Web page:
It’s been a nice weekend. All his primaries are on their days off – but it’s good to chit chat with other nurses we see everyday. I hear they’re back tomorrow.
I’m hoping all the stars are aligned and the super moon would maximize all the prayers sent his way when he extubates tomorrow. Thank you all for your continued prayers! We’re crossing our fingers and toes that we’ll be able to premanently say ‘Bye Bye ET tube!’
All babies have a story of birth, but Luke goes way before that. Here’s his timeline:
After Uncle Andy grew his wings and flew to heaven, we were blessed with news that Neill and I were pregnant! It was very emotional to receive news of new life in a family that was still mourning a loss. We shared the news with our family and was greeted with open arms and a lot of excitement!
Michelle’s pregnancy went smooth. She didn’t have morning sickness – just a lot of strong cravings! She had a very supportive group of family & friends always ready to satisfy cravings in a heartbeat. Big Macs, Ice Cream, Lugaw, Sinigang and Chinese Food were the most requested dishes.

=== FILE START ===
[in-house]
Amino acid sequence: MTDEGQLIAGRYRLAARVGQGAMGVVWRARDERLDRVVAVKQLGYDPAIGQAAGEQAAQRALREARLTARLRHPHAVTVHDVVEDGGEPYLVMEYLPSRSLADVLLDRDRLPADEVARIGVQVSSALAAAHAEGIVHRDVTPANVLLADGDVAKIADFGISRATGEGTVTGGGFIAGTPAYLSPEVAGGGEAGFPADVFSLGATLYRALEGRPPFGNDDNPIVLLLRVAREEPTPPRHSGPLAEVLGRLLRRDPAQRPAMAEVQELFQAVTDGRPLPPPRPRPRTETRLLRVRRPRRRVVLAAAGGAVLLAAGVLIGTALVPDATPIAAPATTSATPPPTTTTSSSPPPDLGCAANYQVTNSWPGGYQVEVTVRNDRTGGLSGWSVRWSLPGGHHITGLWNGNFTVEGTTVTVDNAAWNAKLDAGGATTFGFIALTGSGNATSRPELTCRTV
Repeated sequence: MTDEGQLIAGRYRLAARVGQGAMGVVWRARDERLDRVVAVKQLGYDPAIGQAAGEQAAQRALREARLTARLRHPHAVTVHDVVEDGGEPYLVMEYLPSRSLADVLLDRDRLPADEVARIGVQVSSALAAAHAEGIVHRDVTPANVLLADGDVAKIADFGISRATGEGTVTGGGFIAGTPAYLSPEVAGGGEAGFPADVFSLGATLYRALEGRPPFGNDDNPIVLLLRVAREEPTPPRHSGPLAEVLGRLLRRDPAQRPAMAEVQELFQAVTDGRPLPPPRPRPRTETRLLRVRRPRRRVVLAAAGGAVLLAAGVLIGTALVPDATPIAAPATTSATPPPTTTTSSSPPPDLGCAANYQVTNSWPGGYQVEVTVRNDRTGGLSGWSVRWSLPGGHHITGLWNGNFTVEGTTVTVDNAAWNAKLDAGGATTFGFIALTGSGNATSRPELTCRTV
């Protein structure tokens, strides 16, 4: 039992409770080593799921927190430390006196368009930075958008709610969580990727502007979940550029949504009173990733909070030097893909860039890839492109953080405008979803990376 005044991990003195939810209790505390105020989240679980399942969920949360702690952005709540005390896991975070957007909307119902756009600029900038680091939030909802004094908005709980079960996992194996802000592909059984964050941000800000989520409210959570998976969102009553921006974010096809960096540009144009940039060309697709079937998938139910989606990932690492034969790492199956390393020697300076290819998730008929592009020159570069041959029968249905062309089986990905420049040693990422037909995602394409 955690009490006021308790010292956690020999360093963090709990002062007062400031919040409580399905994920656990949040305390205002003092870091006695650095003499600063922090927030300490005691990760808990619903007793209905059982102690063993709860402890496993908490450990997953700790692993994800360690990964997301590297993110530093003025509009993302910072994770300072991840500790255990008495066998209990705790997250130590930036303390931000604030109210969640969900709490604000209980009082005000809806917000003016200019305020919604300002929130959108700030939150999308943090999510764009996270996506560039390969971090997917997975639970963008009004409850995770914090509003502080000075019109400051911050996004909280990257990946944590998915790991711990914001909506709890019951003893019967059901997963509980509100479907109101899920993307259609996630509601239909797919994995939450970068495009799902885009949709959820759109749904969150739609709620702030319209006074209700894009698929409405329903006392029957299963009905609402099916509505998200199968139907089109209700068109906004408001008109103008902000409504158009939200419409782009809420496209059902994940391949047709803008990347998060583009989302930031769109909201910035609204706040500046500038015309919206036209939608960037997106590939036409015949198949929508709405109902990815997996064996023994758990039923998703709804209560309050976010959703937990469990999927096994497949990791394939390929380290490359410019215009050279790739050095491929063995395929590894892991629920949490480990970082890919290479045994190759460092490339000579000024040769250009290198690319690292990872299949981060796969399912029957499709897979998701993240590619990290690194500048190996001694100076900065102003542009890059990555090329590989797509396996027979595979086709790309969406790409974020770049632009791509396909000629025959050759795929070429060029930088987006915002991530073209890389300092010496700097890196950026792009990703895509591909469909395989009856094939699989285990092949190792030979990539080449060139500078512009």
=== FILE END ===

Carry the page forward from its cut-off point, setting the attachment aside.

January 20, 2012
We went for our 20 Week Ultra Sound at Kaiser Walnut Creek. 2 hours into the procedure, Michelle was asked not to move. She was then quickly put on a gurney and was wheeled into Labor and Delivery. She was diagnosed with an Incompetent Cervix. Her Cervix was 2cm open and only had 4mm of cervix left. Her membranes were showing. She also had a common infection – so they were not able to do anything while she was infected. She was sent home that night on antibiotics & was asked to return the following Tuesday. What was once an easy pregnancy was now labeled a High Risk Pregnancy.
January 24, 2012
We saw Dr. Mohta, a Perinatologist. (A OBGYN Doctor specializing in High Risk Pregnancies). She examined to find out that labor has progressed and Michelle had lost all her cervix. The talk about terminating the pregnancy began. There was nothing she can do since there is no more cervix. They asked us to consider giving up our son since the chances of him surviving was only 1%.
We left the decision to God.
In tears, we left the doctors office to complete more labs to check if Michelle still had an infection. We then returned to speak with Maureen, a social worker, to see what options we have available if Michelle were to deliver early and the baby would not survive.
After speaking with the social worker, Dr. Mohta asked to see us again. This time, bringing in Dr. Maier, the Chief OB doc to examine Michelle. When Dr. Maier examined Michelle, he felt a cervix! There was only 4mm left, but enough to perform a cerclage! Things started looking better. We then proceeded to the Pre-Operation department to get ready for a Cerclage. A Cerclage is a procedure where the cervix is ‘sewn shut’ to prevent from further thinning and opening.
The Cerclage Surgery was a success and Michelle was then placed on bedrest for the remainder of the pregnancy.
February 7, 2012